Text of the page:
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    Sunday, June 23, 2024

    Regional coalition of offshore wind industry projects is competing for up to $100 million in federal funding

    A proposal for six projects that would support offshore wind power in New London and Bridgeport is one of 60 finalists for the U.S. Economic Development Administration's $1 billion Build Back Better Regional Challenge.

    The EDA is part of the U.S. Department of Commerce, and Secretary Gina Raimondo announced the finalists Monday.

    The lead organization for the set of six projects, called the Offshore Wind Industry Cluster, is the Southeastern Connecticut Enterprise Region, or seCTer.

    Each of the finalists is a coalition of partners, and the OWIC was among 60 finalists selected from a pool of 529 applicants, according to a news release from the EDA. Each finalist is getting about $500,000 to further develop the project and compete for Phase 2 of the challenge.

    The second phase will award 20 to 30 coalitions between $25 million and $100 million each, with each coalition implementing between three and eight projects that support a certain sector. The deadline for this phase is March 15. The EDA said even if finalists don't get Phase 2 funding, the $500,000 will help them find new partners and funding sources.

    SeCTer wrote in its application, "When combined with existing strengths in defense-based advanced manufacturing, available industrial land, nationally recognized equitable workforce development, and top research and higher education facilities, the OWIC will catalyze and diversify the region's economy to establish southern New England as the leading global center of Blue Economy."

    The project would be centered in southeastern Connecticut, with a "spoke" in Bridgeport, and opportunities to collaborate with Rhode Island and Massachusetts in Phase 2.

    The application noted that southeastern Connecticut "is heavily dependent on hospitality which was devastated by the pandemic," and that an average annual wage for hospitality in the region is $31,008 while an average manufacturing job pays $106,743. The goal of the proposal is to create programming "to move as many marginalized residents as possible from low wage jobs to manufacturing careers."

    The proposal is for five coalition members to work on six projects.

    The Connecticut Center for Advanced Technology would host forums and survey offshore wind developers to identify gaps in the regional supply chain, information CCAT would use to encourage companies to expand operations to make additional parts.

    The Southeastern Connecticut Council of Governments' project is to determine "feasible sites for the Thames River Offshore Epicenter, a collection of industrial sites along the shoreline and the Thames River." Phase 2 would involve requesting funds for environmental studies.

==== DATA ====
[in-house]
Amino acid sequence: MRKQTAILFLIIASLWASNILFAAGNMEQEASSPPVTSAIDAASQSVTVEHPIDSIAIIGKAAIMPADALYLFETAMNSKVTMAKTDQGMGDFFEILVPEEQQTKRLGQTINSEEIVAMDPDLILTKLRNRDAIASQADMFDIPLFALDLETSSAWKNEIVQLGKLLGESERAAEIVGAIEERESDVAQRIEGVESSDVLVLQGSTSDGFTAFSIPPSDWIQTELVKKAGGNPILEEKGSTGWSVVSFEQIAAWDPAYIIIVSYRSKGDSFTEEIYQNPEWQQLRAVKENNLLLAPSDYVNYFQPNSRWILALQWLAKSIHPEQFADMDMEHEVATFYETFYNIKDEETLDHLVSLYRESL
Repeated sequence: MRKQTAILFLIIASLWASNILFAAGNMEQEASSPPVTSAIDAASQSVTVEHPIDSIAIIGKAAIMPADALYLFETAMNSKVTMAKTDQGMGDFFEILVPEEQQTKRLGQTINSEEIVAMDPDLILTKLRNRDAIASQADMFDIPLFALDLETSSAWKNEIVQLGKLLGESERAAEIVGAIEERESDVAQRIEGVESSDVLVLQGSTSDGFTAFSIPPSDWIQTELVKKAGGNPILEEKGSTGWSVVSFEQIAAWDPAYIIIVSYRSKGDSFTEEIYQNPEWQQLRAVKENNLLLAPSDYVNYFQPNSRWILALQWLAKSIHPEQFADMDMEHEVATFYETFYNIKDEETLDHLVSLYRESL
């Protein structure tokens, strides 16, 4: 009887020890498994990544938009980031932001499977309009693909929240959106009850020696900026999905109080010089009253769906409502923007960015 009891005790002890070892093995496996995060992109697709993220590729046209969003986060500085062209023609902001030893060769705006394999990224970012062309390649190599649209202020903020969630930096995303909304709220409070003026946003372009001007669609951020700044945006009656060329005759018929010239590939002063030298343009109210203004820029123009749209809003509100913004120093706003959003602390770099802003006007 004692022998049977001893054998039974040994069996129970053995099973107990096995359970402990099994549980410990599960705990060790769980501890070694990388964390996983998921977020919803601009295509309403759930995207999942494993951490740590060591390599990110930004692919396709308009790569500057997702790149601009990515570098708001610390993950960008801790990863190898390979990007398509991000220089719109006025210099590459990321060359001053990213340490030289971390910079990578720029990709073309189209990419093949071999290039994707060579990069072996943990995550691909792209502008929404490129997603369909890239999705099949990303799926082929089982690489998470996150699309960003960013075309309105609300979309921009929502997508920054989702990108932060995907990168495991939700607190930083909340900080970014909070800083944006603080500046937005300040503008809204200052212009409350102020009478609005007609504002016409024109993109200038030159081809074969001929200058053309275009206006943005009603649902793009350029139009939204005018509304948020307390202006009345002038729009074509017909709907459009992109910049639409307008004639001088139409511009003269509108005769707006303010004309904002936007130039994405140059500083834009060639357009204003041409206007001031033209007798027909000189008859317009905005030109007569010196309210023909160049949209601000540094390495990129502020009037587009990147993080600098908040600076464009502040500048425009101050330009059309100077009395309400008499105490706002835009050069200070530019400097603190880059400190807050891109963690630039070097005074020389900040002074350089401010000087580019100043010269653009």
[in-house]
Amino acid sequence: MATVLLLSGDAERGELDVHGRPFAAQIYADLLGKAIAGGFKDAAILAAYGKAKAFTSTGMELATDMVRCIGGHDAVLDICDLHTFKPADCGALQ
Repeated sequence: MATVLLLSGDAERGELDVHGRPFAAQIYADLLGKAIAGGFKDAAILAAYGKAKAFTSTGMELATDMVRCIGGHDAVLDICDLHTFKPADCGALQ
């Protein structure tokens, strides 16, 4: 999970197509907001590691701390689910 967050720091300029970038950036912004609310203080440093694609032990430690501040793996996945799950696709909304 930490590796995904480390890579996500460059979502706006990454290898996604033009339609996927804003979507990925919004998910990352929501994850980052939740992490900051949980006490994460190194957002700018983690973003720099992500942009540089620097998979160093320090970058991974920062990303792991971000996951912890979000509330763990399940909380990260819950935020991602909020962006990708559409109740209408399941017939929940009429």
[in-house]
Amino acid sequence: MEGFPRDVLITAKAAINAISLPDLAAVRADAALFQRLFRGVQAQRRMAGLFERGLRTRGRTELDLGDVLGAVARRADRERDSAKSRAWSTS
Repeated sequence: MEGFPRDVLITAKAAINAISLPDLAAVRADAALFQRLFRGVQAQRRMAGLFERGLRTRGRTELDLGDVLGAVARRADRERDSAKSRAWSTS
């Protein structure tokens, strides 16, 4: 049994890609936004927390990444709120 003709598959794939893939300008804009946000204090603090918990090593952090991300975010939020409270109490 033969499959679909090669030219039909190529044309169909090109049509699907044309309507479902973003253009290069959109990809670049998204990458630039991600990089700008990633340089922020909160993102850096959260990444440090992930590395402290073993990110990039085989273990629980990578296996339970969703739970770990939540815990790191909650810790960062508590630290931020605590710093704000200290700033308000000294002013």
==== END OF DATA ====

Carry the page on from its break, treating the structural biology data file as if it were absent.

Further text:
The third project is the Norwich Community Development Corporation's work on a second business park in the city.

    The fourth project is for the Eastern Connecticut Workforce Investment Board to replicate its Manufacturing Pipeline Initiative, developed to meet the workforce needs of Electric Boat and its suppliers for ramped up submarine production, as the Offshore Wind Pipeline Initiative.

    The last two projects are from the University of Connecticut. One is a proposed 48,000-square-foot Blue Tech Research and Development Center at UConn Avery Point, and the other is to co-locate a business incubator within the R&D center.

    This all comes amid the $235 million redevelopment of State Pier in New London, which seCTer said is expected to create 400 construction jobs and 80 to 120 post-construction jobs.

    "The green economy is upon us, and we really need to do something about it, and I'm just excited for Connecticut to be a part of it," said seCTer Executive Director Paul Whitescarver, who started his role in October, just a few weeks before seCTer submitted its application. Whitescarver is a retired Navy captain and former commanding officer of the Naval Submarine Base in Groton.

    He said some of the projects for Phase 1 are three years long while others are shorter.

    "This is big news for eastern Connecticut's emerging wind energy manufacturing sector," Rep. Joe Courtney, D-2nd District, said in a news release from seCTer. "Congress voted to invest in America's workforce and supply chain at a level we haven't seen in generations."

    Courtney said the selection as a finalist reflects collaboration over the past few years on undersea logistics and investments in offshore wind capability, and that he "will continue to do all I can to support their application."

    The Build Back Better Regional Challenge is part of a set of EDA programs that will distribute $3 billion in American Rescue Plan funding.

    Raimondo said in a news release that the challenge "aims to supercharge local economies and increase American competitiveness around the globe." Alejandra Y. Castillo, assistant secretary of commerce for economic development, said coalitions include government, nonprofits, academia and others.

    Castillo, who was in Connecticut less than two weeks ago for the Connecticut Economic Development Summit, said these projects "will help revitalize local economies and tackle our biggest challenges related to climate change, manufacturing, supply chains and more."

    Finalists are spread across 45 states and Puerto Rico, and the OWIC is the only one of the four proposals submitted from Connecticut to become a finalist. The EDA noted that 12 finalists across the country are in coal communities.


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